Travel to Japan and an appreciation for rail transit is inevitable. Whether you’re traveling in a sleeper car between Ueno to Aomori, taking the Shinkansen (bullet train) to race between Tokyo and Kyoto, or just riding the Yamanote Line for an afternoon of shopping in Akihabara, you’re bound to appreciate the efficiency and ubiquity of rail systems. Not only are trains immaculately clean and blissfully quiet, but Japan prides themselves on the punctuality of their transit system. And with such a complex network of different rails, even a slight delay could wreck havoc on the larger system.
As such, it’s little wonder that trains run with clock-like precision. In fact, a delay of more than a few minutes is an extreme rarity, prompting a heartfelt, personal apology from the conductor and the option for a “delay certificate” to show the boss. In short, there’s little room for error for a rail engineers.
The recent releases of Japanese Rail Sim 3D Journey in Suburbs #2, #3, and #4 demonstrate this miniscule margin for miscalculation. Each title places players in the engine cab, where they’ll stop at the proper mark across a succession of stations, and obey a strict set of speed and time limits. While the game might have limited appeal, those who do purchase any of the eShop titles might just gain insight into the acceleration and braking systems of light commuter rails, as well as an appreciation for the hard-working individuals who are in charge of moving thousands of commuters and sightseers each day.
No mater which version players pick up, the structure is similar, as gamers direct a passenger train across either seven (#3) or eleven kilometer stops (#2 and #4) along the Etsumi-Nan Line. Likewise, distances are roughly the same across the three iterations, with #2 offering a 17.1 kilometer journey between Minoshi and Minami-Kariyasu, #3’s trek between the Minami-Kariyasu and Yamada stations measuring up 19.2 Km, while #4’s trip extends from Yamada to the station terminal in Hokuou for 18.1 Km. No matter which version you pick up, you’ll enjoy the tranquil countryside of the Gifu prefecture (home of Nippon Ichi Software), across a trip highlighted by the occasional tunnel or picturesque river.
At each station a countdown timer gradually winds down until it’s time for departure and the doors automatically close. Once this happens, players can use the ‘Y’ button to release the brakes, before using the directional pad to increase the speed on the master control switch. Alternatively, players may opt to use the stylus to interaction with the levers that are rendered on the bottom 3DS screen. Regardless of what input method is used, both systems mimic the control system of a Nagaragawa Railway engine.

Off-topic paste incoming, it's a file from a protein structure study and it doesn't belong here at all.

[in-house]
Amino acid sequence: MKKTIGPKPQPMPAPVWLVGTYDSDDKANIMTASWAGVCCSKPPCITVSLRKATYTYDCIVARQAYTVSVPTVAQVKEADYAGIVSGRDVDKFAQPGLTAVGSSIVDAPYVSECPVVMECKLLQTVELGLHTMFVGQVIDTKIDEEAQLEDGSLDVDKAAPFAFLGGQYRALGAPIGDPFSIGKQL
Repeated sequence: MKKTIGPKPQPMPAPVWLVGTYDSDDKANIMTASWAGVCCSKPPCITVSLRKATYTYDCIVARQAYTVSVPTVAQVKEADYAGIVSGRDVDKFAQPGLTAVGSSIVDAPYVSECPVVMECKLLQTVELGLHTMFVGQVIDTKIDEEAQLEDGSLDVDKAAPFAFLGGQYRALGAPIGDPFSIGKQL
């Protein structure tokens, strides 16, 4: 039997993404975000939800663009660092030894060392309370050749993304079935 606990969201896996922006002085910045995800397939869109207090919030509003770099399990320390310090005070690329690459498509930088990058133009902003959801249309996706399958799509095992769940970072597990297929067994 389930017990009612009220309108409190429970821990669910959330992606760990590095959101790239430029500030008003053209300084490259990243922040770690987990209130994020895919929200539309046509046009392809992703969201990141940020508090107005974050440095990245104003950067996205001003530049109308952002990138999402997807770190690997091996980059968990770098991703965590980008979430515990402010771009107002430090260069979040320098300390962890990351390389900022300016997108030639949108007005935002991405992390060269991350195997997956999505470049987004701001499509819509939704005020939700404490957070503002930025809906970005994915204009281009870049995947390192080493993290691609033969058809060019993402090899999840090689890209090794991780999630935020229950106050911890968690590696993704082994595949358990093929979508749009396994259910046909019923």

For the minute or two duration between each stop, players are responsible for setting the velocity of the train. Here, Japanese Rail Sim does an admirable job of articulating speed limits, with either glowing indictors on the accelerometer or text to show the restricted speeds when leaving stations or around bends. Periodically, the game even asks players to sound the whistle when rounding a corner, with overzealous blowers receiving a point deduction. Tension mounts as warnings alert players to an upcoming station, where they have to bring the hurtling train to stopping point that roughly the size of a 500 yen coin.
On the simulations two higher difficulties, if you bypass the mark by more than a meter the game ends, signifying a conclusion to your condensed career as a rail engineer. Those who do bring the commuter train successfully into the station receive a grade based on precision and punctuality. With Journey in Suburbs this is tied to a rewards system with players earning up to three unlockables, which offer a visual and text-based descriptions of different trains, architecture, and bit of information about the region. Successful completion of the main route opens up a Full Line mode, where players are only graded at the end of the route, with achievers earning another perk once they’ve mastered that mode.
But, arguably the game’s biggest reward are the full motion video sequences which offer an engineer’s perspective across the picturesque journeys around Gifu. In execution, the visual delivery isn’t perfect. When your locomotive is hurting along at 70 kilometers per hour, the scenery is wonderfully fluid. But when the train is coming to a halt, and you really need to monitor your velocity (fortunately, an overheard visual representation is offered on the right side of the screen), video is slowed down to as little as a single frame per second. Peripheral elements like birds seem frozen, sullying the game’s reproduction of movement. Fortunately, each title’s aural delivery is flawless, with both games offering a realistic recreation of roaring engines, squealing brakes, and in-train announcements in Japanese.
Considering that gameplay consists of regulating speed and making precision stops, Japanese Rail Sim 3D likely won’t interest the average player. But those with an appreciation for trains or Japan’s natural beauty might want to hop aboard with of Sonic Powered’s titles. While each title has a limited amount of interaction, the subject matter and the organic splendor won’t be found outside of this series. Certainly, each installment’s reduced four dollar price tag in a nice incentive for curious players who have debated on getting on board.
Japanese Rail Sim 3D Journey in Suburbs #2, #3, and #4 were played
on the Nintendo 3DS with review code provided by the publisher.
Platform: Nintendo 3DS
Developer: Sonic Powered Co.,Ltd.
Publisher: Sonic Powered Co.,Ltd.
Release date: March 24th, 2016
Price: $3.99 via Nintendo eShop for each installment
Language(s): Japanese voice, English text